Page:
Original Research

Speech-language assessment in a linguistically diverse setting: Preliminary exploration of the possible impact of informal ‘solutions’ within the South African context

Joanne Barratt, Katijah Khoza-Shangase, Kwandinjabulo Msimang
South African Journal of Communication Disorders | Vol 59, No 1 | a20 | DOI: https://doi.org/10.4102/sajcd.v59i1.20 | © 2012 Joanne Barratt, Katijah Khoza-Shangase, Kwandinjabulo Msimang | This work is licensed under CC Attribution 4.0
Submitted: 19 February 2012 | Published: 04 December 2012

About the author(s)

Joanne Barratt, Department of Speech Pathology and Audiology, School of Human and Community Development, University of the Witwatersrand, Johannesburg, South Africa
Katijah Khoza-Shangase, Department of Speech Pathology and Audiology, School of Human and Community Development, University of the Witwatersrand, Johannesburg, South Africa
Kwandinjabulo Msimang, Department of Speech Pathology and Audiology, School of Human and Community Development, University of the Witwatersrand, Johannesburg, South Africa


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Abstract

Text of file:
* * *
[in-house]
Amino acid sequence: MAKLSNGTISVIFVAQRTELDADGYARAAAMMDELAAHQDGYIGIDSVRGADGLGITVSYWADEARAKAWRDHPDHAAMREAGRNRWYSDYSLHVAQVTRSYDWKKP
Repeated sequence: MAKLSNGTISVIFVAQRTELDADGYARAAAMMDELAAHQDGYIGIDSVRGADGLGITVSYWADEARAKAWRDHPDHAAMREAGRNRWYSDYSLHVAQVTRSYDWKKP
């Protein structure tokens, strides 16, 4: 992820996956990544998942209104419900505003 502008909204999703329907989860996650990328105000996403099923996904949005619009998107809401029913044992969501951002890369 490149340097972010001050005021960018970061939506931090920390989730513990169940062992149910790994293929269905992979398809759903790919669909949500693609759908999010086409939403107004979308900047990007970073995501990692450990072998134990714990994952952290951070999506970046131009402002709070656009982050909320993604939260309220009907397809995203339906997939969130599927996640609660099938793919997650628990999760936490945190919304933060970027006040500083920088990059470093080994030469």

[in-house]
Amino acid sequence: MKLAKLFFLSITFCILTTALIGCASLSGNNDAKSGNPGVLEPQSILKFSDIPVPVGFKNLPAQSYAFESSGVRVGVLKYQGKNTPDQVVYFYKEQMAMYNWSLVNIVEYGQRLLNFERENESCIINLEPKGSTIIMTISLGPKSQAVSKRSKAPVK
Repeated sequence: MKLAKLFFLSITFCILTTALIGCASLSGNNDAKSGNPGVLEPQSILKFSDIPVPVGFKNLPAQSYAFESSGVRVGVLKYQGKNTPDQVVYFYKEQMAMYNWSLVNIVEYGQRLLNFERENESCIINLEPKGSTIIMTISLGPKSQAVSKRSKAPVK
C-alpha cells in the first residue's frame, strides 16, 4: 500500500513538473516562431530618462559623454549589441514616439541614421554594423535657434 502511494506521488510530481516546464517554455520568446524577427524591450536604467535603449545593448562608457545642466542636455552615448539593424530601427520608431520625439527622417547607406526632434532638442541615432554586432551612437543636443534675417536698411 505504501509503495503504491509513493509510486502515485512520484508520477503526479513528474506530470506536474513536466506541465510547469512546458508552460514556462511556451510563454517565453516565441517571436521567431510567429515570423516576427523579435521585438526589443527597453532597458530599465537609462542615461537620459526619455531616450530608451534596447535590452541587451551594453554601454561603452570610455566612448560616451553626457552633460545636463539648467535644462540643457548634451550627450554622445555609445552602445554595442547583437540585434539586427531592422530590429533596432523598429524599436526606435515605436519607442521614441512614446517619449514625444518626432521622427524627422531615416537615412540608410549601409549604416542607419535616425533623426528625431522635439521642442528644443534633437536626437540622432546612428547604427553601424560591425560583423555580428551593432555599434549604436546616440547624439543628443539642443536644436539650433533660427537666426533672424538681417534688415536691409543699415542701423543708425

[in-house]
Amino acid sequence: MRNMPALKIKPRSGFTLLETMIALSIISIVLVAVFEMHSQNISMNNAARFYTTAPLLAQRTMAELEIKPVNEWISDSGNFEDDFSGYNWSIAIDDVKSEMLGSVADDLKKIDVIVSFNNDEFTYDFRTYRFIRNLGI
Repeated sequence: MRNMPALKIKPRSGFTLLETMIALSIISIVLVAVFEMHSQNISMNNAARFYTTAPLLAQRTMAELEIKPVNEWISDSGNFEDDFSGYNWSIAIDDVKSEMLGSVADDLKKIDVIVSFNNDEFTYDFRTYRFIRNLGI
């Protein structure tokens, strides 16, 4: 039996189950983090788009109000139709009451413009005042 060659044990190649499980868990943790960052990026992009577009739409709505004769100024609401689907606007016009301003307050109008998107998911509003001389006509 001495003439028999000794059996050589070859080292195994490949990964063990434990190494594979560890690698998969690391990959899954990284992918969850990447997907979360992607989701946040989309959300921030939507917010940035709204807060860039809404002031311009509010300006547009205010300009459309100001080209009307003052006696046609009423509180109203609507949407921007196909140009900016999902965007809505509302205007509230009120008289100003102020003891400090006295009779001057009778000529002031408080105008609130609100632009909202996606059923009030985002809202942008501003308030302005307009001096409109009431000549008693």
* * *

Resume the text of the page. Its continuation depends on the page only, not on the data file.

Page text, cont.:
Speech-language therapists (SLTs) working in the context of cultural and linguistic diversity face considerable challenges in providing equitable services to all clients. This is complicated by the fact that the majority of SLTs in South Africa are English or Afrikaans speakers, while the majority of the population have a home language other than English/Afrikaans. Consequently, SLTs are often forced to call on untrained personnel to act as interpreters or translators, and to utilise informally translated materials in the assessment and management of clients with communication impairments. However, variations in translation have the potential to considerably alter intervention plans. This study explored whether the linguistic complexity conveyed in translation of the Western Aphasia Battery (WAB) test changed when translated from English to isiZulu by five different first-language IsiZulu speakers. A qualitative comparative research design was adopted and results were analysed using comparative data analysis. Results revealed notable differences in the translations, with most differences relating to vocabulary and semantics. This finding holds clinical implications for the use of informal translators as well as for the utilisation of translated material in the provision of speech-language therapy services in multilingual contexts. This study highlights the need for cautious use of translators and/or translated materials that are not appropriately and systematically adapted for local usage. Further recommendations include a call for intensified efforts in the transformation of the profession within the country, specifically by attracting greater numbers of students who are fluent in African languages.

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